A friend mentioned to me today that it was important to get only the facts, a completely unbiased opinion straight from the source. That means turning to the Los Angeles Times and the New York Times in the case of media, or the Bible in the case of Christianity. This is as opposed to getting the news from individual sources, such as blogs with a feedreader such as Google Reader, and sites based on user-generated content, such as Slashdot.
In my view, we have held to a single source of information only because it was the sole practical way of getting information. We had a monarchy because there was simply no way for people to practically govern themselves. People are dependent on what technologies are available.
For the LA Times and NY Times, they write the news in one place, and then send it out to thousands upon thousands. This was the only practical way to do it at the time. There’s no way the individual people could select exactly what they want to read, and then have the newspaper only layout and print exactly what the reader wanted, and nothing more. That’s far too much customization for each person!
But that’s exactly what’s possible today. With a decent newsreader, all a person has to do is pick and choose his or her sources. From millions of blogs, there are some really good ones. They’re not just biased rants, either. They’re eyewitness news reports, pure facts and good writing that’s nothing short of traditional journalism. Of course, there are writers on the other end of the spectrum, including personal blogs, like mine here.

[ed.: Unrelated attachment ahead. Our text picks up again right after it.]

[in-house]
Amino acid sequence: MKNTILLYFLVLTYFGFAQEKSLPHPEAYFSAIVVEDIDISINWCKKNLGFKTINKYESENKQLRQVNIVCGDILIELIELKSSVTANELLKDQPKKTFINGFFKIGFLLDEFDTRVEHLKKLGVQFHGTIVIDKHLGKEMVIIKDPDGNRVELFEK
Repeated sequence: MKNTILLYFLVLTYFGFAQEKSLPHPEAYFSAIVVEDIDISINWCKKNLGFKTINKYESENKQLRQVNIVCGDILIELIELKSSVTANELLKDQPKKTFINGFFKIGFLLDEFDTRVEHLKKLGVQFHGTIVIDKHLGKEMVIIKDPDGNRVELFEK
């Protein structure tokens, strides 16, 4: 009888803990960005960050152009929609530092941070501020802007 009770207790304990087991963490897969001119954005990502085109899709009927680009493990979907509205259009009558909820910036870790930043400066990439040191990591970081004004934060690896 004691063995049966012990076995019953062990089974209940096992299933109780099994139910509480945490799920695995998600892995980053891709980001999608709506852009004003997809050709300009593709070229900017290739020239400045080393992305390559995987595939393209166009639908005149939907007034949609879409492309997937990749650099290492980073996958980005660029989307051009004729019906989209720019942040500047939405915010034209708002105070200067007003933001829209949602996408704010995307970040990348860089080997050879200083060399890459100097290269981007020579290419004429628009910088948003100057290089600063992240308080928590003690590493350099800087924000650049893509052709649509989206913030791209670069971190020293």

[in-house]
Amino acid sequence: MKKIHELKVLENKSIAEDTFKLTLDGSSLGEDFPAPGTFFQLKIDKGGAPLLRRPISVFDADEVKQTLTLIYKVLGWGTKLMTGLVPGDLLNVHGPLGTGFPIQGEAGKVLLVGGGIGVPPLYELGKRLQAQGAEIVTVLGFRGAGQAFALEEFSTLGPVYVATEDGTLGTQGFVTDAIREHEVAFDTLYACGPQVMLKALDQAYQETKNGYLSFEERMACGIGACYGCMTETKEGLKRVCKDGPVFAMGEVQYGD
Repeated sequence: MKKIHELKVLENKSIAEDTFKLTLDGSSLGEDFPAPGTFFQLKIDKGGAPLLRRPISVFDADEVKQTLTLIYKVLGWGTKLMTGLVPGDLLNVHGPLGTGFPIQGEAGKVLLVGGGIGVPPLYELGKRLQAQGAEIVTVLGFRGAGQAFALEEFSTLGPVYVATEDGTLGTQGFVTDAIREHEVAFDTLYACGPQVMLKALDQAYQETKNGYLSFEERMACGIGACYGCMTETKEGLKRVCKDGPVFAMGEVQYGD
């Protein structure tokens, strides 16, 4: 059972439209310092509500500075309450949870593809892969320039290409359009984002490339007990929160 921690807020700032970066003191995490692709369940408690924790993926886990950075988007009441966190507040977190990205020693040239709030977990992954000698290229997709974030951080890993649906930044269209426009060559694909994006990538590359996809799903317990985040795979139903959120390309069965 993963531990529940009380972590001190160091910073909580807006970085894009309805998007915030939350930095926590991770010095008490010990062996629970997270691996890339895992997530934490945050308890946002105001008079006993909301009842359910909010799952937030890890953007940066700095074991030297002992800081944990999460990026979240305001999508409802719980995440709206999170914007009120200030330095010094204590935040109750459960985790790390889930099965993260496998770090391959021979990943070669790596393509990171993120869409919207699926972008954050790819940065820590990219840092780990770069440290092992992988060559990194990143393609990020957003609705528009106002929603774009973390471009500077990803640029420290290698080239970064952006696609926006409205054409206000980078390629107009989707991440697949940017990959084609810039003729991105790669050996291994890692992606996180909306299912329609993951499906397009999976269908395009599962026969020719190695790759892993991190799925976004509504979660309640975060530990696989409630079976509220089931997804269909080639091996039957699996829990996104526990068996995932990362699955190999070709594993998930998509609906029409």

Personal blogs provide the specific insight and opinion necessary to make an informed decision. One could even argue that the old media was never fully unbiased to begin with, since that’s rather impossible. Today, we have the amazing opportunity to get lots of information in an organized fashion, and then derive our own opinions out of it. It’s truly a huge step forward in the democratization of the world.
Take Wikipedia. It’s entirely user-generated, but it has some of the best content in the world. There are errors, just like any other publication. But it’s democratic. The community makes decisions and figures out what stays and what goes. It’s factual. Any controversial information is tagged with a citation request, and many sources are included in the articles. Many people routinely use Wikipedia whenever they want to learn about something, and it has met their needs.
What do you think?